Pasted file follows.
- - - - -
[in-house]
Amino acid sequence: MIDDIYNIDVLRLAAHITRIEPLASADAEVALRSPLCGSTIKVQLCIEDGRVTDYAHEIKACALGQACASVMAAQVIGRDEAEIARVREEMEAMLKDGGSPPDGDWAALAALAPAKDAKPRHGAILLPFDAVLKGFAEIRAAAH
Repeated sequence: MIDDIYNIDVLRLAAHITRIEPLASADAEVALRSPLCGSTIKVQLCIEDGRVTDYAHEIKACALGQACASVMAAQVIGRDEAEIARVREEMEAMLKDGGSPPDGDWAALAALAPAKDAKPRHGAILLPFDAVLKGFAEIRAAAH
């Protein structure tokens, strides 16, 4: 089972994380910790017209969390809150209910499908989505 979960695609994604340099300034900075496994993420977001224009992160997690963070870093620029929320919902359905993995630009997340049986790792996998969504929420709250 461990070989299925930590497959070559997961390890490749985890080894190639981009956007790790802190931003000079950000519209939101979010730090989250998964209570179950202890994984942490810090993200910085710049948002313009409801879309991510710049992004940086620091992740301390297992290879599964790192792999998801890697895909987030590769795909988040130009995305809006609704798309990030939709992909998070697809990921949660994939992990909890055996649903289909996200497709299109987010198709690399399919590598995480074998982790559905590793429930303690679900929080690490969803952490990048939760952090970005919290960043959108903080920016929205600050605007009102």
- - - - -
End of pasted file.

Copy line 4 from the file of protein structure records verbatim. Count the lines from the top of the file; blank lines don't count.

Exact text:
């Protein structure tokens, strides 16, 4: 089972994380910790017209969390809150209910499908989505 979960695609994604340099300034900075496994993420977001224009992160997690963070870093620029929320919902359905993995630009997340049986790792996998969504929420709250 461990070989299925930590497959070559997961390890490749985890080894190639981009956007790790802190931003000079950000519209939101979010730090989250998964209570179950202890994984942490810090993200910085710049948002313009409801879309991510710049992004940086620091992740301390297992290879599964790192792999998801890697895909987030590769795909988040130009995305809006609704798309990030939709992909998070697809990921949660994939992990909890055996649903289909996200497709299109987010198709690399399919590598995480074998982790559905590793429930303690679900929080690490969803952490990048939760952090970005919290960043959108903080920016929205600050605007009102």